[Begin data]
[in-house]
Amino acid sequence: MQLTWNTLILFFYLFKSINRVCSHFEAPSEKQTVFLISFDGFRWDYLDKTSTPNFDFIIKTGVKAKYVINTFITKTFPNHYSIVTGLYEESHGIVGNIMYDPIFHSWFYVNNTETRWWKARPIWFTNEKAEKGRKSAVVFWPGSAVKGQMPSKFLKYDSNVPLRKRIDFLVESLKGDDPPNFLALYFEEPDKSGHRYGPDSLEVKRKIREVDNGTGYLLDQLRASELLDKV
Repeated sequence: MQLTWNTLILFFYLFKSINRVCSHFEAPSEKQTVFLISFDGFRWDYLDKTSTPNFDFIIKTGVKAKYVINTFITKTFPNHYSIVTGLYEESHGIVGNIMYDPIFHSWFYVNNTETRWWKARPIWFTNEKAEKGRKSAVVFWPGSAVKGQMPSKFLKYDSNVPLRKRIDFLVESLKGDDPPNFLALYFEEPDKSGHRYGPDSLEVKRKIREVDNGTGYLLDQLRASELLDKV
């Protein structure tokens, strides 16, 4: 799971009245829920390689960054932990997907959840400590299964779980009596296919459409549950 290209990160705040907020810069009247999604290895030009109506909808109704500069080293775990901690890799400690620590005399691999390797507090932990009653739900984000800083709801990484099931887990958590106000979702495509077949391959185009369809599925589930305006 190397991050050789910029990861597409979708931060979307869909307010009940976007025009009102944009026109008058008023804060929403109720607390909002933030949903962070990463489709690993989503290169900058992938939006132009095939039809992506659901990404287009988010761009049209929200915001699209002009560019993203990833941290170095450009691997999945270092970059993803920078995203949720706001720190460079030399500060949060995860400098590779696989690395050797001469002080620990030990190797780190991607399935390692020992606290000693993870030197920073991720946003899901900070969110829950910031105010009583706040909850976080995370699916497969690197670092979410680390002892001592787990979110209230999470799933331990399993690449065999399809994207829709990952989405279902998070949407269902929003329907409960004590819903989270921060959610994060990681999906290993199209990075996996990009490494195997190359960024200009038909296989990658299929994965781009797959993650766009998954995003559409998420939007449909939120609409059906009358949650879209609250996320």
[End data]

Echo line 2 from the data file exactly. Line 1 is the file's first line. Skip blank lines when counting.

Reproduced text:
Amino acid sequence: MQLTWNTLILFFYLFKSINRVCSHFEAPSEKQTVFLISFDGFRWDYLDKTSTPNFDFIIKTGVKAKYVINTFITKTFPNHYSIVTGLYEESHGIVGNIMYDPIFHSWFYVNNTETRWWKARPIWFTNEKAEKGRKSAVVFWPGSAVKGQMPSKFLKYDSNVPLRKRIDFLVESLKGDDPPNFLALYFEEPDKSGHRYGPDSLEVKRKIREVDNGTGYLLDQLRASELLDKV